You can replace a bicycle wheel hub with basic household tools and a few minutes of patience. The important element of the process is the sequence in which each step is done. Learning how to replace your own hub means you save time and money from all the trips to the bike shop you no longer have to make.
Components of a Bicycle Wheel Hub
The four main parts you need to deal with to replace your hub are the cone nut, ball bearings, lock nut, and axle. The bearings move around the axle inside the hub, the hub and cone nut keep the bearings in place, and the lock nut keeps the cone nut in place.
Disassemble the Hub
To begin the disassembly of the hub, gather a 13-mm spanner, an adjustable spanner, degreaser, and grease. To start, use the adjustable spanner to unscrew the lock nut. Different bikes have different size lock nuts, so you probably need to adjust your spanner. Next, loosen the cone nut with the 13-mm spanner, as the 13-mm cone nut size is universal among all bikes. Be careful when you remove the cone nut, as underneath is a cluster of ball bearings. If done too quickly, small, hard-to-find ball bearings might end up on the floor around you. With the cone nut off, remove the ball bearings and pull out the axle. To finish, wipe every part with a rag and degreaser. You might want to wear gloves to avoid getting grease on your hands.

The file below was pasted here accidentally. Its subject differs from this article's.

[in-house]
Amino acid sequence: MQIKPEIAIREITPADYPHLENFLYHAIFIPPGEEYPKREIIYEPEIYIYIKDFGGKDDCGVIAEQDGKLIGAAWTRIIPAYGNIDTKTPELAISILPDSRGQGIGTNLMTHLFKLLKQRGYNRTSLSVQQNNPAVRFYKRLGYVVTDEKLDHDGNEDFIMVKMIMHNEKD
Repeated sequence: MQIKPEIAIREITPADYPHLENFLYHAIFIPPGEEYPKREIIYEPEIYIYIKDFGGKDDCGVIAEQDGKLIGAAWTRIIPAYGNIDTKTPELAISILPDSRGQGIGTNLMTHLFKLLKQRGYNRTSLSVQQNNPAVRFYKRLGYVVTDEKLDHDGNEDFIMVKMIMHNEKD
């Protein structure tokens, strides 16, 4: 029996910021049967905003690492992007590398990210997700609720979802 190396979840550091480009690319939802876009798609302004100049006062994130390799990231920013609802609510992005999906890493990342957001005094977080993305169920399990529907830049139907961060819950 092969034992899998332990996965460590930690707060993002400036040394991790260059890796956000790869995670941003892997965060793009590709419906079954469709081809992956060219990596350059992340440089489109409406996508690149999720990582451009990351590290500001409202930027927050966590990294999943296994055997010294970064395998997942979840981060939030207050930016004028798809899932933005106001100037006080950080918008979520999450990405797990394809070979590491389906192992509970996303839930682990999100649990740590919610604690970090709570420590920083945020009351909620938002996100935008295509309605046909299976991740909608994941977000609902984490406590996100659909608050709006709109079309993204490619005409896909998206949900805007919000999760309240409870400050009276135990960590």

Lubricate All Moving Parts
Take a fingertip full of a bike lubricant or grease, and apply it to every part of the hub that moves. This includes the hub, ball bearings, and axle. Too little grease allows for friction, which damages the hub. Add grease to the hub shell, and make sure dirt and dust do not get in the grease. Sediment that mixes with the grease and ball bearings speeds up harmful erosion. Lastly, add grease to the smooth area of the axle. It is usually the cleanest portion.
Reassemble the Hub
Screw the cone nut on one side of the axle, and slide the axle through the hub. With the axle pointing up, insert the ball bearings. Add the second cone nut and screw it tight. Flip the bike over, secure the ball bearings, and tighten the last cone nut. Lastly, look down the tyre to ensure it is in straight and screw on the lock nuts. These do not need to be as tight as possible but just snug enough to stay in place.